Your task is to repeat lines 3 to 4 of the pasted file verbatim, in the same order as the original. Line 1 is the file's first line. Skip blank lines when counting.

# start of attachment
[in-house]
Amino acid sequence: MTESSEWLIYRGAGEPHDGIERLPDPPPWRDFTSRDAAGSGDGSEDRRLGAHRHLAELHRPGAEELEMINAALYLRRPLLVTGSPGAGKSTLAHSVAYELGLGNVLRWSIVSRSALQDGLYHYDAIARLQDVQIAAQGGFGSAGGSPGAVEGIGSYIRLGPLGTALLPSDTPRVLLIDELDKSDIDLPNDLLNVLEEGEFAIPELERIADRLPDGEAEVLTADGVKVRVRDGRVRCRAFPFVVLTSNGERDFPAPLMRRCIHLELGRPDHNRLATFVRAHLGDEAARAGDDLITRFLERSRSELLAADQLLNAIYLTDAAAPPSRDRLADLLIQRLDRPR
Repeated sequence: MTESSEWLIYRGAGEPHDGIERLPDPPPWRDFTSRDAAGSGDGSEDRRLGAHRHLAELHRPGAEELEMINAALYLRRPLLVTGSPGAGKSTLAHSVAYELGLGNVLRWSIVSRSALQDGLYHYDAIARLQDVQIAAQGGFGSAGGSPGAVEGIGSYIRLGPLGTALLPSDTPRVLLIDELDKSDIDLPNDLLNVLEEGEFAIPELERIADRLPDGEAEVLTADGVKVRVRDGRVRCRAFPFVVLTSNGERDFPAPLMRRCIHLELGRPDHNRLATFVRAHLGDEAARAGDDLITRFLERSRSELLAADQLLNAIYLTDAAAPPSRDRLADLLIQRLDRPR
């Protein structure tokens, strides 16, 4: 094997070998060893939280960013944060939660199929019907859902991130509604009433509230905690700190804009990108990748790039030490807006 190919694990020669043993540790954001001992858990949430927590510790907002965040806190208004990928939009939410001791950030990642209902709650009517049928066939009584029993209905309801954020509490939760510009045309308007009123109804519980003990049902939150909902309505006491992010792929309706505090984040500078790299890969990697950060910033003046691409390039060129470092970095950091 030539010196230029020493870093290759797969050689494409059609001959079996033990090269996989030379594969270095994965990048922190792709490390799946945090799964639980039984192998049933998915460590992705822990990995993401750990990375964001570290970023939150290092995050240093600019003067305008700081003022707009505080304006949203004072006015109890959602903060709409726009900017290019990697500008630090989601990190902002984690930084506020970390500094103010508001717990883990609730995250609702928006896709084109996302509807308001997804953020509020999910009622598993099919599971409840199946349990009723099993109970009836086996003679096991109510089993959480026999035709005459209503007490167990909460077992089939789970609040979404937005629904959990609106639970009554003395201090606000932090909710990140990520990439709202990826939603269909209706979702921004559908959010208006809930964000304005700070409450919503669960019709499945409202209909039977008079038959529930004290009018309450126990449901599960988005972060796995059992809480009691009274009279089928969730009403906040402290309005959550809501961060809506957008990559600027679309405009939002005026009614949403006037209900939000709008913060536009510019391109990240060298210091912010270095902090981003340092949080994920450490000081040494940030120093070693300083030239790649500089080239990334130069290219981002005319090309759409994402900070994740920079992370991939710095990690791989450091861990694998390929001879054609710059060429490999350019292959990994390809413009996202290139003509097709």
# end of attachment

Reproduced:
Repeated sequence: MTESSEWLIYRGAGEPHDGIERLPDPPPWRDFTSRDAAGSGDGSEDRRLGAHRHLAELHRPGAEELEMINAALYLRRPLLVTGSPGAGKSTLAHSVAYELGLGNVLRWSIVSRSALQDGLYHYDAIARLQDVQIAAQGGFGSAGGSPGAVEGIGSYIRLGPLGTALLPSDTPRVLLIDELDKSDIDLPNDLLNVLEEGEFAIPELERIADRLPDGEAEVLTADGVKVRVRDGRVRCRAFPFVVLTSNGERDFPAPLMRRCIHLELGRPDHNRLATFVRAHLGDEAARAGDDLITRFLERSRSELLAADQLLNAIYLTDAAAPPSRDRLADLLIQRLDRPR
């Protein structure tokens, strides 16, 4: 094997070998060893939280960013944060939660199929019907859902991130509604009433509230905690700190804009990108990748790039030490807006 190919694990020669043993540790954001001992858990949430927590510790907002965040806190208004990928939009939410001791950030990642209902709650009517049928066939009584029993209905309801954020509490939760510009045309308007009123109804519980003990049902939150909902309505006491992010792929309706505090984040500078790299890969990697950060910033003046691409390039060129470092970095950091 030539010196230029020493870093290759797969050689494409059609001959079996033990090269996989030379594969270095994965990048922190792709490390799946945090799964639980039984192998049933998915460590992705822990990995993401750990990375964001570290970023939150290092995050240093600019003067305008700081003022707009505080304006949203004072006015109890959602903060709409726009900017290019990697500008630090989601990190902002984690930084506020970390500094103010508001717990883990609730995250609702928006896709084109996302509807308001997804953020509020999910009622598993099919599971409840199946349990009723099993109970009836086996003679096991109510089993959480026999035709005459209503007490167990909460077992089939789970609040979404937005629904959990609106639970009554003395201090606000932090909710990140990520990439709202990826939603269909209706979702921004559908959010208006809930964000304005700070409450919503669960019709499945409202209909039977008079038959529930004290009018309450126990449901599960988005972060796995059992809480009691009274009279089928969730009403906040402290309005959550809501961060809506957008990559600027679309405009939002005026009614949403006037209900939000709008913060536009510019391109990240060298210091912010270095902090981003340092949080994920450490000081040494940030120093070693300083030239790649500089080239990334130069290219981002005319090309759409994402900070994740920079992370991939710095990690791989450091861990694998390929001879054609710059060429490999350019292959990994390809413009996202290139003509097709």